For the last decade, most of it chronicled in this blog, I’ve tried to understand how the world really works and why it’s so awful (at least, to an idealist), and what we could do to create better ways to live and make a living. I’ve learned a lot, and, I told myself, as soon as I retired I would put this new knowledge, and my new health (the result of overcoming a terrible illness four years ago, also well chronicled in this blog), to good use.

This year, I retired.

For the last few months I’ve lived the life most people dream of — retired comfortably from paid work, living in a paradise, debt-free, worry-free, loved, loving, open to love, very healthy, free from any onerous responsibilities or commitments, and free to do (or not do) whatever I want each day.

    As some people warned me might happen, I’ve become a bit lazy (and perhaps hazy) as a result. I’ve made far too little progress on my What You Can Do (to make the world a better place) list of intentions*. So what am I doing with my time? Bottom line: I’m not spending any more time on reconnection, capacity/competency building, activism, new model creation, reflective and creative activities  than I did when I was working full-time (i.e. still three hours a day). The six hours a day (average over a seven-day week) I used to spend working I now spend in play, in cooking and housekeeping.

    I tell myself I deserve to spend some extra time playing — just doing whatever I feel like doing on the spur of the moment each day — as part of the transition from paid work and as part of learning how to manage my days effectively and responsibly now that I have no external demands on my time.

    But I have this gnawing feeling that, freed from anxiety, I’m actually getting ‘spacey’ — even more disconnected from the real world, and from my feelings. For example, I recently hiked around the Island to three of Bowen’s best beaches, and then played around with the photos I took of them, for hours; and I used telephoto pictures, Google maps, Google earth and triangulation tools to identify most of the mountains and houses I can see in the distance from my new house. And I’ve spent quite a bit of time meeting new people and attending various events I would never have found time for when I was working, just for fun. These are pastimes, diversions.

    All of it has been somewhat disconnecting, and left me disengaged from the real world. These activities are mostly pretty superficial and emotionless. I’ve begun to wonder whether, suddenly finding myself without other people making demands on my time , telling me what I must or should be doing, and without constant feelings of time pressure and expectations — my freedom from anxiety has become freedom from feeling.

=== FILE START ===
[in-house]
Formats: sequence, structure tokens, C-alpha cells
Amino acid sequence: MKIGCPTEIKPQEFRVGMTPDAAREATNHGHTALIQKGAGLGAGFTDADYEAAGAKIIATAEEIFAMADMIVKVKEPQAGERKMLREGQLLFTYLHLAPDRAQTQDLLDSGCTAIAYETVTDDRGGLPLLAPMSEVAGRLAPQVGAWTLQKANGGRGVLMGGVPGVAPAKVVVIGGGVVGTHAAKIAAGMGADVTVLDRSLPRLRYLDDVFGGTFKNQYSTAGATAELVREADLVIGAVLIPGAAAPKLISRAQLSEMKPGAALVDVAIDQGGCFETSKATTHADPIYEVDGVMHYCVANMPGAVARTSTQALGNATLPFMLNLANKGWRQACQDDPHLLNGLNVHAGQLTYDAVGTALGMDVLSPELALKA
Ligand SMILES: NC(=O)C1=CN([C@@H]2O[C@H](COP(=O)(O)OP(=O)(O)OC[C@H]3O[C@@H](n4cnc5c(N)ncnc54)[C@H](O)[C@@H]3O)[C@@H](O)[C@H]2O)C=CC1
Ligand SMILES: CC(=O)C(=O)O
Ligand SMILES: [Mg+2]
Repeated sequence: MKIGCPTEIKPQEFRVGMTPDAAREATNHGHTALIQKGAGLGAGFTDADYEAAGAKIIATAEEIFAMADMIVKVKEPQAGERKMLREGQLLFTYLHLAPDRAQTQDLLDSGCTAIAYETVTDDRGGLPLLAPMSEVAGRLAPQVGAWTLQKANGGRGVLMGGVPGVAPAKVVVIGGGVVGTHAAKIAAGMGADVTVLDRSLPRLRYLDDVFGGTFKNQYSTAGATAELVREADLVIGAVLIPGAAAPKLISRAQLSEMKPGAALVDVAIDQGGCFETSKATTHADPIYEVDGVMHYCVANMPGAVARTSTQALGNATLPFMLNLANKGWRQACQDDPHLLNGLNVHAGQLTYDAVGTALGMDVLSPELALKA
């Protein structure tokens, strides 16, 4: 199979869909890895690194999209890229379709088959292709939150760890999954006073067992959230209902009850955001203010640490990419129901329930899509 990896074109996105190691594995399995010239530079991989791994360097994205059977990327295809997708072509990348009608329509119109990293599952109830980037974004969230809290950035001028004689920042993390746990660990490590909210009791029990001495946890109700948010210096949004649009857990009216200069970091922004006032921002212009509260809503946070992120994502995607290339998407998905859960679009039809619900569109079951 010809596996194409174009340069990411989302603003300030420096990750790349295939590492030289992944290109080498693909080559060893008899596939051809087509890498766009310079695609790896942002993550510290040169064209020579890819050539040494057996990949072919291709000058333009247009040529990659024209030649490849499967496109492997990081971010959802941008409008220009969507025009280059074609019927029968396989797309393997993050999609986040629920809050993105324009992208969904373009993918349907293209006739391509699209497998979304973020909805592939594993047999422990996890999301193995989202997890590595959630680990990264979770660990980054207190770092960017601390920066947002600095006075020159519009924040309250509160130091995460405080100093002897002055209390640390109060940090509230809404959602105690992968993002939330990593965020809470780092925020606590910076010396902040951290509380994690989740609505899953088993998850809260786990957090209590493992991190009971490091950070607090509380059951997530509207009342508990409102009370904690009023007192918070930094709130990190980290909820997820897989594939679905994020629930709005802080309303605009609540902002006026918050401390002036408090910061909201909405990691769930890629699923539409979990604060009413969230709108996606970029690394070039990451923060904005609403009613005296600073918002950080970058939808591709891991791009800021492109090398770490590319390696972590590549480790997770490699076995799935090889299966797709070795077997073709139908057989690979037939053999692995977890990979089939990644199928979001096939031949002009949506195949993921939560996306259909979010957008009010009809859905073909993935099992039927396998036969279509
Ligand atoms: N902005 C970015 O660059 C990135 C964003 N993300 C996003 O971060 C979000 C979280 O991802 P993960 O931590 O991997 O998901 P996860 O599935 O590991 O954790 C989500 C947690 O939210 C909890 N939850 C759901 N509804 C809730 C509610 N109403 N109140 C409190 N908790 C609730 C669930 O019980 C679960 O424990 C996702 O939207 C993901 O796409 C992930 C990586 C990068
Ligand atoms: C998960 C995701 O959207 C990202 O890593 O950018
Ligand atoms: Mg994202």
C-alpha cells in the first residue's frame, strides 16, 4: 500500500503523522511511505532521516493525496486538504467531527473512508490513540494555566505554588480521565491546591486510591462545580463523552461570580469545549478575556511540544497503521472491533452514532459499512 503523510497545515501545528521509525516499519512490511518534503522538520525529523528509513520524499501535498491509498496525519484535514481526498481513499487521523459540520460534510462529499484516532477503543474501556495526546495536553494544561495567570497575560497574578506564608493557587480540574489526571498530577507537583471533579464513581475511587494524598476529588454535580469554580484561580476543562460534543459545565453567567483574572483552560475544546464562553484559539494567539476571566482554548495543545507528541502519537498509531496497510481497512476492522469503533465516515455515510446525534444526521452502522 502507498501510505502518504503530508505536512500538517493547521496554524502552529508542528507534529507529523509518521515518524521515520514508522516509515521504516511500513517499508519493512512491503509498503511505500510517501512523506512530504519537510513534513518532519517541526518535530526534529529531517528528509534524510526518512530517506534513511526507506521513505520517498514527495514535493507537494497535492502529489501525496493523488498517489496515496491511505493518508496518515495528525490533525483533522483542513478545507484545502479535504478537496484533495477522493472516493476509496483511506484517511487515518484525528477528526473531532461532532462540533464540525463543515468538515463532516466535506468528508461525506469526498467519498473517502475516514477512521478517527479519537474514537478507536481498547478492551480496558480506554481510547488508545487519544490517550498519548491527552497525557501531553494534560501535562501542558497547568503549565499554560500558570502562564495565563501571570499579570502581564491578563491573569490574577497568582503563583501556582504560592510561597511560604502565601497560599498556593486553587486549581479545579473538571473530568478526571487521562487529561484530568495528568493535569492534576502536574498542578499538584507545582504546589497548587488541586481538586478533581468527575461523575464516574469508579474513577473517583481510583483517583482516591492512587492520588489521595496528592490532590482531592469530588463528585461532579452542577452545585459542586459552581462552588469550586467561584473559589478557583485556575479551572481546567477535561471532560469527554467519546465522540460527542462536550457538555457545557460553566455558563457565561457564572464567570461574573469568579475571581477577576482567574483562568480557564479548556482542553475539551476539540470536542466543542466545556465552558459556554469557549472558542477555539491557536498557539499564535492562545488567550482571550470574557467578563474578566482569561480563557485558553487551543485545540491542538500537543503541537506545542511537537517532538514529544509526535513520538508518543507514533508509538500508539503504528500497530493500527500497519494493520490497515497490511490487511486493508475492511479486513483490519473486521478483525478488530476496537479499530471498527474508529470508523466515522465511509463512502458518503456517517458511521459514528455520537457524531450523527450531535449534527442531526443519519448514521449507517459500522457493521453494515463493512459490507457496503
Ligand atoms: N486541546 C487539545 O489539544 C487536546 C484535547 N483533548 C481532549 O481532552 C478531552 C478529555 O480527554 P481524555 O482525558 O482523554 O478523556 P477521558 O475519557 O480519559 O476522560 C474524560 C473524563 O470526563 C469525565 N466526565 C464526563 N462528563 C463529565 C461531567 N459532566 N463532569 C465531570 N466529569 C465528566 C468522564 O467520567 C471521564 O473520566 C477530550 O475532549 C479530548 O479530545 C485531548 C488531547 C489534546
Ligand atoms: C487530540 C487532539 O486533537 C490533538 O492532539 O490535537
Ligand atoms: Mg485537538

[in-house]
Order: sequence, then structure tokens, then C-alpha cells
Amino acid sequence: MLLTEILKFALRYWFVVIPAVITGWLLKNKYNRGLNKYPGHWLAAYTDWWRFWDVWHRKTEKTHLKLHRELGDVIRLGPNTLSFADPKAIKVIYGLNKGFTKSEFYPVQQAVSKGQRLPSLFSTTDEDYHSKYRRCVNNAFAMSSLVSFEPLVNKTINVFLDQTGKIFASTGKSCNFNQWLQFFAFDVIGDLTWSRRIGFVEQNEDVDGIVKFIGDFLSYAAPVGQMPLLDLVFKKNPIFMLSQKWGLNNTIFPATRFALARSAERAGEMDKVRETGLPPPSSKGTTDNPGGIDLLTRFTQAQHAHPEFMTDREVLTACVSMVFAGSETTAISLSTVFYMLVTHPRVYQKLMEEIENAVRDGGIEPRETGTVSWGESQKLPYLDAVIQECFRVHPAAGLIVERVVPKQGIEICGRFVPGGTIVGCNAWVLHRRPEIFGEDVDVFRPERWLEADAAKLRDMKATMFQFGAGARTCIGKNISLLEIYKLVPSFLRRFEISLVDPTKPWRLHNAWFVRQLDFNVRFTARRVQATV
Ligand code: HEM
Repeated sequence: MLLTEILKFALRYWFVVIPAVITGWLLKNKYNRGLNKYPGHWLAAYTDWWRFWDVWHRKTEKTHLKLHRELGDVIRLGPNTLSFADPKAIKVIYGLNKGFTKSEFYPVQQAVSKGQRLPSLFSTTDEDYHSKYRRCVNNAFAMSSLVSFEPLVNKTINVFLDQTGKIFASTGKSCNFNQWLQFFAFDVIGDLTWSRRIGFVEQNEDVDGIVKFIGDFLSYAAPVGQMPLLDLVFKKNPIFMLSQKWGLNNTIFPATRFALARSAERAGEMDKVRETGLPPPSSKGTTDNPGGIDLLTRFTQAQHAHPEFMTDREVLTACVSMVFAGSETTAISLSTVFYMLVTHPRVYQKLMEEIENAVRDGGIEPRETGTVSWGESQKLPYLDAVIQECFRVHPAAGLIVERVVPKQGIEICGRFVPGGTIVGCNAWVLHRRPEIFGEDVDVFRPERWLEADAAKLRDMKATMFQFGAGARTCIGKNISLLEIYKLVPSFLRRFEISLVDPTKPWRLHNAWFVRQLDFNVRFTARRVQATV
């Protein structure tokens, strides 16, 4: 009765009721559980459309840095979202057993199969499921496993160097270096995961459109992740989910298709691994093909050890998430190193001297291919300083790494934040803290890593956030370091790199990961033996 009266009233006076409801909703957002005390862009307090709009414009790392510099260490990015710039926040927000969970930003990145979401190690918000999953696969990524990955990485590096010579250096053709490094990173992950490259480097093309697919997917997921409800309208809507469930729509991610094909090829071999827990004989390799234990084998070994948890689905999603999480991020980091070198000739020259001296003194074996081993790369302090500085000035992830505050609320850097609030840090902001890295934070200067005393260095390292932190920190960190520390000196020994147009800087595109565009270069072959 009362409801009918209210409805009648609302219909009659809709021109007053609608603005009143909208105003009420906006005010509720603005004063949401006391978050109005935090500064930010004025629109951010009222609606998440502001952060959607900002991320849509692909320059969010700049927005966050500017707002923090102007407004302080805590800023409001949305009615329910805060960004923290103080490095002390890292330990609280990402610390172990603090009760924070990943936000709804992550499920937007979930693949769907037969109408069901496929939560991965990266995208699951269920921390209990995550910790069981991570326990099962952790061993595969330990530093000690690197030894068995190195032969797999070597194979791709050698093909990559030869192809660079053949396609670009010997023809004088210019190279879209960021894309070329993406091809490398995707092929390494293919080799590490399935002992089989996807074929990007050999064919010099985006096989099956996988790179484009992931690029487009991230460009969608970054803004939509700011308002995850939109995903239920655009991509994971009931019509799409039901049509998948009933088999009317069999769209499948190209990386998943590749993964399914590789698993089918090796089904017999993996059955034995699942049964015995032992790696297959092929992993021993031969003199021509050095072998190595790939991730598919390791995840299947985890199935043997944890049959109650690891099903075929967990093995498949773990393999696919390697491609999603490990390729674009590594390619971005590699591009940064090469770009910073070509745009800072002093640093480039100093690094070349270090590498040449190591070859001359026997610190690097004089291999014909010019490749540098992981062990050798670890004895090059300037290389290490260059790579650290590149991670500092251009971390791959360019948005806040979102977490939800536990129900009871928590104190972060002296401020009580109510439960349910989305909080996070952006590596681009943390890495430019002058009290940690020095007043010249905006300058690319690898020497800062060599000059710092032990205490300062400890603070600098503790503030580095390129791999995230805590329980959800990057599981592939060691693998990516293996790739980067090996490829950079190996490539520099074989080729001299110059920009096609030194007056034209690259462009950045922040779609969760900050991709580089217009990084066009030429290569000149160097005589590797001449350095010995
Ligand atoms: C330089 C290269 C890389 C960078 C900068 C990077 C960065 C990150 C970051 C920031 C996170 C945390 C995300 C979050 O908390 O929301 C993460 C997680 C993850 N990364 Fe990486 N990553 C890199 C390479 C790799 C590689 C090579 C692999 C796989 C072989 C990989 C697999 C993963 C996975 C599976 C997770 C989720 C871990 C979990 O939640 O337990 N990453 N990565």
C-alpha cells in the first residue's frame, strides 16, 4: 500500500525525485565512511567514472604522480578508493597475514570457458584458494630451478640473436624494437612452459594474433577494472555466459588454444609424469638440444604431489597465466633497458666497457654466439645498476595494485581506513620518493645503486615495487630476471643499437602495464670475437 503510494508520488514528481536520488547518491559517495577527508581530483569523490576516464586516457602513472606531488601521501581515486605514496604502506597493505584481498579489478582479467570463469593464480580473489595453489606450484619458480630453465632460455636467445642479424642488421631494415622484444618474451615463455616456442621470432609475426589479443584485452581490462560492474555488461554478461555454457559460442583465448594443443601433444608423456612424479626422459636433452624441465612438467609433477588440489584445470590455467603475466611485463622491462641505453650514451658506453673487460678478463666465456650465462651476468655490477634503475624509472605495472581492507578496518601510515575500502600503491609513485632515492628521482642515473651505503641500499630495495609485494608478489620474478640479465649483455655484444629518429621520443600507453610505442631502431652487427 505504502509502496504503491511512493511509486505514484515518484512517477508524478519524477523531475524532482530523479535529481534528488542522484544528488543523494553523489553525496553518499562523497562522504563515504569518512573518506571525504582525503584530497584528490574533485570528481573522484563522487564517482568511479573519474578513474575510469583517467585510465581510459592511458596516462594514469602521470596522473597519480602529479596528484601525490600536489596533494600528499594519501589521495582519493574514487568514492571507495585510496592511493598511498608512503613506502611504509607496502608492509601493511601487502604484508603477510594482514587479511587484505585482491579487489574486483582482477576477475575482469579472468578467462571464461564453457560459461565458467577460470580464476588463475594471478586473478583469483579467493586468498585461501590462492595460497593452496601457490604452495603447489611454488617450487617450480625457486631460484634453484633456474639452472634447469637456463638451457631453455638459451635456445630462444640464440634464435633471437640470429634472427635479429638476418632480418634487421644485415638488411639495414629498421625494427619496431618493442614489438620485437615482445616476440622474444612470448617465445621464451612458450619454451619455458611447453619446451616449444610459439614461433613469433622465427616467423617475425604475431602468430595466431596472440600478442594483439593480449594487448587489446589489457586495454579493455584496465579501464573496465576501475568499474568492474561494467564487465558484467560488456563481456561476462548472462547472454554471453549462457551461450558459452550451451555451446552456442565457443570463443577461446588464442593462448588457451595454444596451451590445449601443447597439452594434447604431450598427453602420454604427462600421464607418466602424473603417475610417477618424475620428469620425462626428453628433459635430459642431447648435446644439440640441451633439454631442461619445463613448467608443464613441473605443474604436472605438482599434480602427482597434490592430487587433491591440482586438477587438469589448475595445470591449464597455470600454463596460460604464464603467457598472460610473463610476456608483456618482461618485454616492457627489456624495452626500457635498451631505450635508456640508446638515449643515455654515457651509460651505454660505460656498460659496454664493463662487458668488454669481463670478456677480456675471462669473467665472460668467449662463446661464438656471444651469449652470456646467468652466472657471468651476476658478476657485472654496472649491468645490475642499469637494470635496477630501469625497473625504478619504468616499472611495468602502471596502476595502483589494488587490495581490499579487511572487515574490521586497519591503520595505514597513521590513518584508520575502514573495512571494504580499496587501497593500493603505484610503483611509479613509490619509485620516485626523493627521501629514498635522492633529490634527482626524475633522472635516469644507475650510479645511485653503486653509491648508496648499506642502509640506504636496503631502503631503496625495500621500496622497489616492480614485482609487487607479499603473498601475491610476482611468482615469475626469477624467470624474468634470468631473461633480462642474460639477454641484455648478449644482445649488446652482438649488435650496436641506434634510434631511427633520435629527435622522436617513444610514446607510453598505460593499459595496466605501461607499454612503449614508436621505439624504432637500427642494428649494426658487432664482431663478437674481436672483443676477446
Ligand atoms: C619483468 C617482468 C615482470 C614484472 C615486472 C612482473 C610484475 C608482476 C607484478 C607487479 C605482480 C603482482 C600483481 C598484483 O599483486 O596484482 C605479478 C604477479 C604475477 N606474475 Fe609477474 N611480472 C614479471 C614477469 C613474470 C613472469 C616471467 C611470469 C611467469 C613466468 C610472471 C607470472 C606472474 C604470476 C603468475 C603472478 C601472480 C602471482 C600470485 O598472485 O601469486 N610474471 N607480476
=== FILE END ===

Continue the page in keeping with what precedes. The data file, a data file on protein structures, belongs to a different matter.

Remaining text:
What is it I’m ‘diverting’ myself from? Why is it that I’m only really connected with my feelings:

    • When I listen to good music,
    • When I fall in love,
    • When I play with animals, or
    • When something, late at night, usually connected with water, or wind, or light, or the sounds of wild creatures, stirs my heart?

    I came to this island, this paradise, for sanctuary — protection and healing. Sanctuary from what?

    In the gorgeous Reid & Shamblin song “I Can’t Make You Love Me“, made famous by Bonnie Raitt, about not having a choice when it comes to love, there’s a line:

    “You can’t make your heart feel something it won’t”

    What is the matter with my heart?


    [*My ‘Report Card’ on my five sets of 2010 Intentions, to date:

    1. Some aspects of my morning Reconnection practices (meditation, exercise, presencing, art/music composition, gratitude, body/senses/feelings/instinct awareness, letting go, and spending time in wild places) get done periodically. But it’s hardly a daily practice.
    2. I’ve made limited progress in starting my afternoon Capacity/Understanding/Competency Building activities, Activism projects and New Model Creation activities.
      • I had intended to increase my competency or capacity in ten areas: presentation skills, conversation skills, demonstration skills, creative writing skills, self-awareness, facilitation skills, problem/stress management, life balance, time management and empathy. I’ve taken a few workshops but I don’t think I’ve made any significant headway (e.g. from my work on empathy I’ve mostly learned that I’m misanthropic). I have been learning to cook, and to host. And I’m still learning how the world really works, which is endlessly time-consuming.
      • My first set of Activism projects (facilitating collaborations of people working to find creative, effective, ideally non-violent ways to stop the Alberta Tar Sands, and factory farming) haven’t made it past the early planning stages.
      • Likewise my New Model Creation intentions — other than a bit of writing I’ve done next to nothing to advance any of my four favourite better-way-to-live models/movements: Unschooling, the Gift/Generosity/Relationship Economy, Intentional Community, and Transition to a post-civ society. And my novel/film script, imagining a strange, joyful, amazingly diverse post-civilization human society, remains unwritten.